History, Purpose, and Operations


In the mid 1950’s, local and state law enforcement agencies in the United States recognized that no single agency or organization was responsible for receiving, collating, maintaining, and disseminating information on persons involved in organized crime. These law enforcement agencies surmised correctly that organized crime would exploit advancing technologies in transportation and communications, become more mobile, and increase their spheres of influence and criminal activities. As a result, twenty-six (26) local and state law enforcement agencies met in San Francisco, California on March 29, 1956 to discuss problems and possible solutions. The most important result of that meeting was the creation of the LAW ENFORCEMENT INTELLIGENCE UNIT (LEIU), whose sole function was to address this issue of sharing confidential criminal information. Over the succeeding decades, LEIU’s membership grew to over 240 agencies and it subsequently opened its membership to federal agencies. In 2008, in order to more appropriately represent its membership, LEIU changed its name to the Association of Law Enforcement Intelligence Units. It has, however, maintained its original acronym—LEIU. In the 1960’s and 70’s, the social turmoil in the United States during the Vietnam War and the Watergate era led to public criticism and lawsuits against law enforcement agencies for misuse of the intelligence function. In 1976, LEIU established professional standards for the collection, maintenance, and dissemination of intelligence among law enforcement agencies. These standards were subsequently recognized by civil libertarians as an appropriate balance between the needs of law enforcement and the constitutional rights of individuals.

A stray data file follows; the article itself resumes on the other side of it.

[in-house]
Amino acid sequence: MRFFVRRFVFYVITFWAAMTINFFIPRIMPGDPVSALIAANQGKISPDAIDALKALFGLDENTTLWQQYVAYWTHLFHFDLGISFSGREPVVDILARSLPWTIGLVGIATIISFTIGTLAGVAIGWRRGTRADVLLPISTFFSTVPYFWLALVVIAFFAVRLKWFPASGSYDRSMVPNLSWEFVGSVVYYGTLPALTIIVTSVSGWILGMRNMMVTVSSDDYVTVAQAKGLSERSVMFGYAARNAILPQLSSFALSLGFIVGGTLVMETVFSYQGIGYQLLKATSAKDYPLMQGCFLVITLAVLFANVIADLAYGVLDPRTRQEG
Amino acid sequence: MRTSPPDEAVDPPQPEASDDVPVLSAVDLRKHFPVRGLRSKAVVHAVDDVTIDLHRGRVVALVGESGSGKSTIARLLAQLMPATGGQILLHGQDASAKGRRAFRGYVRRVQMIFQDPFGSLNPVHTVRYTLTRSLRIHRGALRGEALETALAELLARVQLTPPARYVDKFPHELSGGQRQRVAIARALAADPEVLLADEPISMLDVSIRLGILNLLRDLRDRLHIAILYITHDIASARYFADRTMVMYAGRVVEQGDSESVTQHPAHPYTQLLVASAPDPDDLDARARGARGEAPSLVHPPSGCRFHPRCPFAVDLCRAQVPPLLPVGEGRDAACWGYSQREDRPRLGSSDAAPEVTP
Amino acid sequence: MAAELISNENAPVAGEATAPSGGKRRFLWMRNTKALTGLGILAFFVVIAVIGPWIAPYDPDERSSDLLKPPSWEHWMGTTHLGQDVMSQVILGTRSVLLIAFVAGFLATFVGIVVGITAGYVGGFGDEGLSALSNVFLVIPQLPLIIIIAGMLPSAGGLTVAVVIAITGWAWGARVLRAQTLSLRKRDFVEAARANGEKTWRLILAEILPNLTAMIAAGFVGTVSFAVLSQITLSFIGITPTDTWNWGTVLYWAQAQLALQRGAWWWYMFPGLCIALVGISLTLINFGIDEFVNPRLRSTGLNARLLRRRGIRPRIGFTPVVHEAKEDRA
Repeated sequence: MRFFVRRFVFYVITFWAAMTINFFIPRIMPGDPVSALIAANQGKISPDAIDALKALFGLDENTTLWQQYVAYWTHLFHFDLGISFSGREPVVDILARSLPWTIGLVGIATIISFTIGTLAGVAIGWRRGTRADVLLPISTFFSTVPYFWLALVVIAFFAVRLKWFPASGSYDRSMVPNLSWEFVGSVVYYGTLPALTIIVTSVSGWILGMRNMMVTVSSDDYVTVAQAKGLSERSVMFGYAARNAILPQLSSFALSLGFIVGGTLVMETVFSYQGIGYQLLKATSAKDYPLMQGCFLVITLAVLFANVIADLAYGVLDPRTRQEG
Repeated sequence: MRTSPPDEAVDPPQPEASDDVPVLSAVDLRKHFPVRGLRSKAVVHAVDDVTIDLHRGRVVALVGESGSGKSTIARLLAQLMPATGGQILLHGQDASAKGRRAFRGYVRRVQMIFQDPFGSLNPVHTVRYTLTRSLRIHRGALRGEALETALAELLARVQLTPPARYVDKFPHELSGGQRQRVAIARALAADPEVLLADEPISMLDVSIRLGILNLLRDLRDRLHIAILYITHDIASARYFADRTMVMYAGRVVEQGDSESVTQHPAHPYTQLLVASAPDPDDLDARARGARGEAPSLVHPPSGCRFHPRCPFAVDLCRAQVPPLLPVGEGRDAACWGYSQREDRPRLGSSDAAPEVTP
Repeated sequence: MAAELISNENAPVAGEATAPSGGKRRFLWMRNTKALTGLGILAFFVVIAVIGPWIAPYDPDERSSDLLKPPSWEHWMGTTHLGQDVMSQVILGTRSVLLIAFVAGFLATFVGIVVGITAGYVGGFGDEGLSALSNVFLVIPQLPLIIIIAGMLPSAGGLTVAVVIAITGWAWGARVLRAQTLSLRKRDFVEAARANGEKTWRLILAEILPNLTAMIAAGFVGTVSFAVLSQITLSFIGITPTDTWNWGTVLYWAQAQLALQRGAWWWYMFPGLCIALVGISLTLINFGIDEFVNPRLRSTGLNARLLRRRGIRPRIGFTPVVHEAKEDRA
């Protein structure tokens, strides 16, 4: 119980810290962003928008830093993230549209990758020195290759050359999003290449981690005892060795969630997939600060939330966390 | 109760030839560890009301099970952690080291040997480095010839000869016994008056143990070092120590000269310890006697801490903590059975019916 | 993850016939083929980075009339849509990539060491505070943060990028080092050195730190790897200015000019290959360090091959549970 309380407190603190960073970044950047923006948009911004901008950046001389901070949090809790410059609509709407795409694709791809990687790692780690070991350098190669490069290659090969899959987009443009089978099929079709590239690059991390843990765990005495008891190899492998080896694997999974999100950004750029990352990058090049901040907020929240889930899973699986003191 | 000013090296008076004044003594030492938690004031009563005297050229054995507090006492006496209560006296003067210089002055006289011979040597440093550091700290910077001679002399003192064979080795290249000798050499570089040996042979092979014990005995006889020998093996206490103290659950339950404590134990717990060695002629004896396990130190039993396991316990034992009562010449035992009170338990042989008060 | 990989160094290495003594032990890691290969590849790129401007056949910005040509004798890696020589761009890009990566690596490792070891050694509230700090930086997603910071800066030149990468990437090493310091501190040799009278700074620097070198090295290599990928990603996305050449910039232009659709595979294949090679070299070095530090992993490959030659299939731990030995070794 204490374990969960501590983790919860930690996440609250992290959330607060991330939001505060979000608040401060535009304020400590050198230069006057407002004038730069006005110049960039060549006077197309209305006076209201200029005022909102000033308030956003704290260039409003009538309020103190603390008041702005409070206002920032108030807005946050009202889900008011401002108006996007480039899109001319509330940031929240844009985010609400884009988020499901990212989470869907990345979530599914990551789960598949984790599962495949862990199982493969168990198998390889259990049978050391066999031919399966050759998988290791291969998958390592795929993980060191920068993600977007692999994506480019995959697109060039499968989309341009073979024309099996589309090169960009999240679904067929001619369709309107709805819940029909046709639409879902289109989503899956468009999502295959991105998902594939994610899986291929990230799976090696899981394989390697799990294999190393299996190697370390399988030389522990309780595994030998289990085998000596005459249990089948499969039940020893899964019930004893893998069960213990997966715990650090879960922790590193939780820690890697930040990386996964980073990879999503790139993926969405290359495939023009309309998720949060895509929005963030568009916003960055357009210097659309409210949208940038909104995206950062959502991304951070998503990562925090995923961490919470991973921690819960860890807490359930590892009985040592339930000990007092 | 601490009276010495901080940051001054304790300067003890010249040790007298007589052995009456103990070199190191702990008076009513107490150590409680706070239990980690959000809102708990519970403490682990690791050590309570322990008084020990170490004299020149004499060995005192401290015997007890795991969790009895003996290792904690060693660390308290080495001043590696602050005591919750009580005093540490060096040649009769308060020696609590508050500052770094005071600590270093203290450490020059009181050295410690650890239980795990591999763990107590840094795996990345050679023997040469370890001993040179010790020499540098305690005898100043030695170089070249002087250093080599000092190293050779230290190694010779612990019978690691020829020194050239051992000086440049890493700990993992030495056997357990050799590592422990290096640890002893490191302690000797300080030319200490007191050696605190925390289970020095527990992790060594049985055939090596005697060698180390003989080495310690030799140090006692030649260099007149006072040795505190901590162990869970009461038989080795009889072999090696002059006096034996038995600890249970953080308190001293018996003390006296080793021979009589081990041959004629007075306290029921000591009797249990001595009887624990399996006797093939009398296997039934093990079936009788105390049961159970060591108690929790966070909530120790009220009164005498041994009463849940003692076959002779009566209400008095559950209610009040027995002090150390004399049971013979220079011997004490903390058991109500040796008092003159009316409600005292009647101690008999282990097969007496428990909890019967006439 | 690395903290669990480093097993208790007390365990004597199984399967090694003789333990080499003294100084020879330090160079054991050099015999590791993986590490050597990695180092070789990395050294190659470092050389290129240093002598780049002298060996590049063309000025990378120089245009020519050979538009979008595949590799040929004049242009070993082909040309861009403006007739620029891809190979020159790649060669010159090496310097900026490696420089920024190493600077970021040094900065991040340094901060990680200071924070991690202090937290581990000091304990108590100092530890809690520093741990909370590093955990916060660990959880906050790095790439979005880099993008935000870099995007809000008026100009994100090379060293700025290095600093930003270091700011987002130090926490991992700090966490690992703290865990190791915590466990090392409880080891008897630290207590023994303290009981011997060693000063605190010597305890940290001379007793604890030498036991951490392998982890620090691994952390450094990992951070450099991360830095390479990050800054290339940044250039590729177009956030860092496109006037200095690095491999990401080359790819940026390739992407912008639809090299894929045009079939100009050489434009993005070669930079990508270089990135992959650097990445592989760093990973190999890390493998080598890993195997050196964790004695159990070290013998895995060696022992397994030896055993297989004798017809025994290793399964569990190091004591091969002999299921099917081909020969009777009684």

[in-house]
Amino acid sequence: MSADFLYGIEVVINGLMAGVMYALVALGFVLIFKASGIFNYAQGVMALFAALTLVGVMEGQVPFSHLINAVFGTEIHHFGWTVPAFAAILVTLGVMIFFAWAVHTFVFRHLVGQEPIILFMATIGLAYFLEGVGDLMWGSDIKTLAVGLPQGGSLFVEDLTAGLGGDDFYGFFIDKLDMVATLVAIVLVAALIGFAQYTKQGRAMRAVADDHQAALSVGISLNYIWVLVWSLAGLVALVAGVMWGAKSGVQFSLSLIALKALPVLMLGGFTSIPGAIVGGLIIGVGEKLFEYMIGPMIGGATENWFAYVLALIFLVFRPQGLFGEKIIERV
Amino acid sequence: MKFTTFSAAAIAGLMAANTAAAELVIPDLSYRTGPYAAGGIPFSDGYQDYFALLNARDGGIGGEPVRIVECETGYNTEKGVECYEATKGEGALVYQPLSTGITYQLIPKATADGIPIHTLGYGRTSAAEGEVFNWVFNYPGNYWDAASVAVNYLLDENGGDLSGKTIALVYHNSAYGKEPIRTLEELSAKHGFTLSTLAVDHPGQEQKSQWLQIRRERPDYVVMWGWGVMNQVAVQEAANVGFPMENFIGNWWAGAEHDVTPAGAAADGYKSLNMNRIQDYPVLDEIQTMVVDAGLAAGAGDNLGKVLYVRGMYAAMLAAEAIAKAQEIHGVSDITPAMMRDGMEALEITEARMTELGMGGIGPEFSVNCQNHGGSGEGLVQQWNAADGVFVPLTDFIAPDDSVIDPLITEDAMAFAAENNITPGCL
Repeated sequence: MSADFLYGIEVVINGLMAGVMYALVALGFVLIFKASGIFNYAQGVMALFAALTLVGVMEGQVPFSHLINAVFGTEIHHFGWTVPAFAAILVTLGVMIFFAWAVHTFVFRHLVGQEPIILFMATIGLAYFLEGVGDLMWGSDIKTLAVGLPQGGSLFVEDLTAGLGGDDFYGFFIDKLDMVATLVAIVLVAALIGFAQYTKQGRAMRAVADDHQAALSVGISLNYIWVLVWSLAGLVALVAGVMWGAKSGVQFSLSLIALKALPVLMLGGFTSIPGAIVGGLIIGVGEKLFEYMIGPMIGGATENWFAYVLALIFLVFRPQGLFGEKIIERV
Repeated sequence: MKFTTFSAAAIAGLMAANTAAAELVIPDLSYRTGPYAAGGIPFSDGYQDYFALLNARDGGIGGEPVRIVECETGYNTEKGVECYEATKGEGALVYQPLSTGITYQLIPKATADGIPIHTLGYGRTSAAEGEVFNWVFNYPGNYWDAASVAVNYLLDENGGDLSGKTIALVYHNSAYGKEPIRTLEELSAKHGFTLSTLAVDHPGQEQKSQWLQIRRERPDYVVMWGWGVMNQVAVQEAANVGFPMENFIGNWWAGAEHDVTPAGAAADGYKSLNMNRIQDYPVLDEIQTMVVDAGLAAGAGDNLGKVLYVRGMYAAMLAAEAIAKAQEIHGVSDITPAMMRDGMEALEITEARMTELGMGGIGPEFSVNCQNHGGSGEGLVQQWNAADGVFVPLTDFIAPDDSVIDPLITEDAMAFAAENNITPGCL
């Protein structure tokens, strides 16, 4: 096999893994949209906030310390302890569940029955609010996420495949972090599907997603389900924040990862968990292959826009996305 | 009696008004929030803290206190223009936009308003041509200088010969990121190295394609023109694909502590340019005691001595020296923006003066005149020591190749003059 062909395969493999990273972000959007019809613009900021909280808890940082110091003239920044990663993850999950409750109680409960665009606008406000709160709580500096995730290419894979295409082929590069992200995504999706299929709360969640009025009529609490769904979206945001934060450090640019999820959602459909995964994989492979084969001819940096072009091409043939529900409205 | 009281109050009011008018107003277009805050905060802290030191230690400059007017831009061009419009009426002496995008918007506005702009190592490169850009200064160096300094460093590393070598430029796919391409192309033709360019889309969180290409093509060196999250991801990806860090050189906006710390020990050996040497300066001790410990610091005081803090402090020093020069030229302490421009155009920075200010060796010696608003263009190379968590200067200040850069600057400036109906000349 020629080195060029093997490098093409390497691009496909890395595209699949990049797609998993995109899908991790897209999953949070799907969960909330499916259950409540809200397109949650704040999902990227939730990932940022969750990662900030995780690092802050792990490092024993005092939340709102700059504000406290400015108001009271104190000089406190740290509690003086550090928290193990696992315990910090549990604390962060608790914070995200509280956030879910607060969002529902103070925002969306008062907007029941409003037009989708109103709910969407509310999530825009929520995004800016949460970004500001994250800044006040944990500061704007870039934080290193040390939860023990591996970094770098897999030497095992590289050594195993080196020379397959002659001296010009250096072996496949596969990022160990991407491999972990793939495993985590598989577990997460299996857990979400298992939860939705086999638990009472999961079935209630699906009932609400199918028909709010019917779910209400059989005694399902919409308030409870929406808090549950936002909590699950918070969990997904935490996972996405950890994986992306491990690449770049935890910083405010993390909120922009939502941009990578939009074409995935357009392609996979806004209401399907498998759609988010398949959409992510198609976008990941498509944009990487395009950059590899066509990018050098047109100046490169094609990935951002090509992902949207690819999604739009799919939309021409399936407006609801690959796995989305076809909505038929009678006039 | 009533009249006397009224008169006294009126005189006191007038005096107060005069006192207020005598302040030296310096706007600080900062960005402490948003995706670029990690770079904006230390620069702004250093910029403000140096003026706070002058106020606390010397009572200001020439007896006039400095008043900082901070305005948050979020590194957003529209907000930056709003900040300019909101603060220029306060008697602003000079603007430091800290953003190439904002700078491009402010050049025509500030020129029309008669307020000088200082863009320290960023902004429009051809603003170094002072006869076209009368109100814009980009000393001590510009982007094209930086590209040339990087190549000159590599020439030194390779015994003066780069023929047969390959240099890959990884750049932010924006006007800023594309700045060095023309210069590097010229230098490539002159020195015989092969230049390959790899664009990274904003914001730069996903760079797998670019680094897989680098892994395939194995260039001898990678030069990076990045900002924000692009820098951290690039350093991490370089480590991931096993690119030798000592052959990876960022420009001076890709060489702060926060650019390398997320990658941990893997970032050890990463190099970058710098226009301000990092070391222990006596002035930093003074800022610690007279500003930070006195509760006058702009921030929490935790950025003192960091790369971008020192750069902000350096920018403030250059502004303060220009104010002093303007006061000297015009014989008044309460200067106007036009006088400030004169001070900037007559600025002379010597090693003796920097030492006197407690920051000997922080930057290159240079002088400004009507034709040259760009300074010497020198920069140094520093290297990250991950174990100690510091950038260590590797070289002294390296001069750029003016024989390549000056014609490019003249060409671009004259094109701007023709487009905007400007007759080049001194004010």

The original purpose of LEIU was to gather, record, and exchange confidential information not available through regular police channels, concerning organized crime and terrorism. Over the years LEIU has expanded its role within the criminal intelligence field to also include the establishment of professional standards and guidelines, comprehensive training, conferences and regional training courses, authoritative publications, networking opportunities, and an independent voice in advocating information sharing and professionalism in the criminal intelligence field. Today, LEIU’s stated mission is: “Providing leadership and promoting professionalism in the criminal intelligence community in order to protect public safety and constitutional rights.”